This article is from the archive of our partner .

A Texas man who got Conde Nast to pay him $8 million last year by sending a single email has relinquished the money, a first step toward giving it back. It's unclear whether he'll face any charges, but the agreement he signed with a Manhattan court is distinctly not an admission of guilt, reports Forbes's William T. Barrett.

Barrett broke the story on April 3 in a pun-filled post about how Condé Nast had been taken for a ride in a "spear-phishing" scam. (Unlike regular old phishing attacks, which use mass email requests for sensitive information like bank passwords, spear-phishing targets specific people, usually under the guise of someone they already know.) Texan Andy Surface wrote to the publisher's accounts receivable last November, posing as the printer Quad/Graphics, with whom Conde Nast contracts. He included an invoice and an electronic payment mechanism, and requested the $8 million payment to a bank account listed under the name Quad Graph.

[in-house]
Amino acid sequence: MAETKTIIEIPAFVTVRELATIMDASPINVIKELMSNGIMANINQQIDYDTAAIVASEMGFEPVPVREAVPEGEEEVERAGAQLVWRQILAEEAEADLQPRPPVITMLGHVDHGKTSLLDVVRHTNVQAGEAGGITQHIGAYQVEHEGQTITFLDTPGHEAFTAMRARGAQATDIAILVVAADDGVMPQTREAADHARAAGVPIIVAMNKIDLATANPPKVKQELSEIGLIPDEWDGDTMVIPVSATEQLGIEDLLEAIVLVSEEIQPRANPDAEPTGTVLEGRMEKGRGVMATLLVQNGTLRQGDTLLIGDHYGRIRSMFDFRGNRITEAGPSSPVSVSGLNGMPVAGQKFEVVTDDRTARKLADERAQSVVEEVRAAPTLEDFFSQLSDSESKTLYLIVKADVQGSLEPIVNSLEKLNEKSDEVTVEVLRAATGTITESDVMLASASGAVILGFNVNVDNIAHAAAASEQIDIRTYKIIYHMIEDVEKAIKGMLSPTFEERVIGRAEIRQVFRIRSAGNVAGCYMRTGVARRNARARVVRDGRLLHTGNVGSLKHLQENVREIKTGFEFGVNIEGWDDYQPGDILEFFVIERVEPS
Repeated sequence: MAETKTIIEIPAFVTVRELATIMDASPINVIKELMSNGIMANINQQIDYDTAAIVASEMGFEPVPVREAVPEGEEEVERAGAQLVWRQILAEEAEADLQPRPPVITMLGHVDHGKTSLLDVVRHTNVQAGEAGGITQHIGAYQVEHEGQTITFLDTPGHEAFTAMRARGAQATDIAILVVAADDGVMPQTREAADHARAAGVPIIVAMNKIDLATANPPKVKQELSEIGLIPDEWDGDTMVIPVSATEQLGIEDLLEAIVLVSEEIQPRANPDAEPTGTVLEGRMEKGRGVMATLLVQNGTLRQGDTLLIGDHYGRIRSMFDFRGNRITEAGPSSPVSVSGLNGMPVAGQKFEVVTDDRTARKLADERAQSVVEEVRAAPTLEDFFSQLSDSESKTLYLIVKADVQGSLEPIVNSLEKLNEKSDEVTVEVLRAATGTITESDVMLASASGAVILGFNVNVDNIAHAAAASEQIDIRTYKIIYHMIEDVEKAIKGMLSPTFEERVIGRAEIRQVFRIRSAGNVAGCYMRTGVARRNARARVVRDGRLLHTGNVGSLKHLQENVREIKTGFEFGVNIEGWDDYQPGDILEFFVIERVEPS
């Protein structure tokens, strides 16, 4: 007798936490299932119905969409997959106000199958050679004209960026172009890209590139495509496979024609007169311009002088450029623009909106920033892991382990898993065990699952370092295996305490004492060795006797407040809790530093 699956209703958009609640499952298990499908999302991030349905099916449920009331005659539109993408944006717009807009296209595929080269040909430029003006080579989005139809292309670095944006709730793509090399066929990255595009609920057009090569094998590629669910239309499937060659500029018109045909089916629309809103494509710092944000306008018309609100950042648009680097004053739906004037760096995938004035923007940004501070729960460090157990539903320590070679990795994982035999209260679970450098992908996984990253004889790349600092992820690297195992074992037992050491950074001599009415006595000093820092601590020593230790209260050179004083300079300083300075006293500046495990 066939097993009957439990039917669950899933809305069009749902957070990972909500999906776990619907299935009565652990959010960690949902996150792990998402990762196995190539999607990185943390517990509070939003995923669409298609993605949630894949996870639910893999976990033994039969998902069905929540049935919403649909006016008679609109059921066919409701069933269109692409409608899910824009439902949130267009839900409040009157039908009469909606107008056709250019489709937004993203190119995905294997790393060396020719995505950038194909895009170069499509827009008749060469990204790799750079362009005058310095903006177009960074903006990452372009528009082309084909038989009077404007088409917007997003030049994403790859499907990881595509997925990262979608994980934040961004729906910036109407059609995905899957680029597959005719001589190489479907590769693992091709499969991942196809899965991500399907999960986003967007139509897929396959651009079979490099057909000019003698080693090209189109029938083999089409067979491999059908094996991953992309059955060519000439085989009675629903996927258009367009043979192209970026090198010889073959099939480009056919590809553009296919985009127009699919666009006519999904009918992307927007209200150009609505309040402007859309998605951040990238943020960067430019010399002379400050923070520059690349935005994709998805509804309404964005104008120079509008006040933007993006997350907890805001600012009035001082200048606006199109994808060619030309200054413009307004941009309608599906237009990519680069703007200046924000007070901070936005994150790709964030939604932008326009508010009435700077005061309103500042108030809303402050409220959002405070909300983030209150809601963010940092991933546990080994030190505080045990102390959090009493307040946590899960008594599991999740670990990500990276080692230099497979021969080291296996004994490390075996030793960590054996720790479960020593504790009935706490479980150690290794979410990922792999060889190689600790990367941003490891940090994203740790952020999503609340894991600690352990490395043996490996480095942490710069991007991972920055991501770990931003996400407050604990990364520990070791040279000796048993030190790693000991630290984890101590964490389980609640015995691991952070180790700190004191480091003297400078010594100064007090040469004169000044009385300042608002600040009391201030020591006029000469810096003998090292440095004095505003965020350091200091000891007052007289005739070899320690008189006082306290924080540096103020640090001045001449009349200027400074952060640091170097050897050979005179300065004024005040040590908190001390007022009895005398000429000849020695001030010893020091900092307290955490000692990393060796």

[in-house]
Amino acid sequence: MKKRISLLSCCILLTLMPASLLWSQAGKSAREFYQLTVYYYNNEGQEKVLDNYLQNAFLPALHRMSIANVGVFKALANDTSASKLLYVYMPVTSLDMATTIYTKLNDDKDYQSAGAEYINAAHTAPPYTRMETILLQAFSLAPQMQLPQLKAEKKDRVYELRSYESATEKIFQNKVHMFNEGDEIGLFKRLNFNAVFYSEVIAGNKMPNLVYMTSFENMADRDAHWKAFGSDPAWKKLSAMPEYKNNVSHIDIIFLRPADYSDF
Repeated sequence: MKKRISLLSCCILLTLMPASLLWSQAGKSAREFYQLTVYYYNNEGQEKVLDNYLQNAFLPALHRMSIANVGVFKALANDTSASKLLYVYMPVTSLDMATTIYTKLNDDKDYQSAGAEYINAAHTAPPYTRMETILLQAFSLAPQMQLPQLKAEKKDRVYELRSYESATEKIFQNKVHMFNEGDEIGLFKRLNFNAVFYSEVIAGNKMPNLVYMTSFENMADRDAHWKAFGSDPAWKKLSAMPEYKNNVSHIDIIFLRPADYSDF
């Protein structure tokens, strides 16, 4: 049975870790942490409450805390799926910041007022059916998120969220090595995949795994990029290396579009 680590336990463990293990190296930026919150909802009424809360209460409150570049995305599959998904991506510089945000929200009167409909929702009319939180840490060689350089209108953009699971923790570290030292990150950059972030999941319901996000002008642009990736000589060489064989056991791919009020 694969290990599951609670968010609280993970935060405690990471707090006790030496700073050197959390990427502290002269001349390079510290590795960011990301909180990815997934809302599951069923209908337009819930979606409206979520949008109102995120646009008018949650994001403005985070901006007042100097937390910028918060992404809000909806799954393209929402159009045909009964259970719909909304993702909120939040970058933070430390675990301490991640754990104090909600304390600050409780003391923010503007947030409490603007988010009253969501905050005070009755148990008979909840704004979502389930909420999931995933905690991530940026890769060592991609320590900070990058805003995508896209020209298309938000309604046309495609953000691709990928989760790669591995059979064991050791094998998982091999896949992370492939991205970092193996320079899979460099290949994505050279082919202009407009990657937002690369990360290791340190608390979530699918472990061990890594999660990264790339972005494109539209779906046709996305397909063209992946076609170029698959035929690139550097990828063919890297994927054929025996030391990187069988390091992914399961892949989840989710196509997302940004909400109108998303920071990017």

Some $8 million was wired from a JP Morgan Chase account to Texas before Quad/Graphics–the actual printer–called on December 30 to ask where its money was. A panicked Condé Nast quickly contacted federal authorities. They found $7.92 million–nearly the full amount wired–sitting in two accounts at the BBVA Compass Bank branch in Alvin. The U.S. Attorney’s Office in Manhattan got a court order to seize the money, following that up with the civil forfeiture lawsuit alleging wire fraud that formed the basis for the Forbes story.

Surface this week signed a waiver giving up the money, so it's destined for a return to Condé Nast. He could face fraud charges, but it would be a complicated federal case. Condé Nast may decide to take its money and go back about its business instead of calling any more attention to the embarrassing security breach.

This article is from the archive of our partner The Wire.

We want to hear what you think about this article. Submit a letter to the editor or write to letters@theatlantic.com.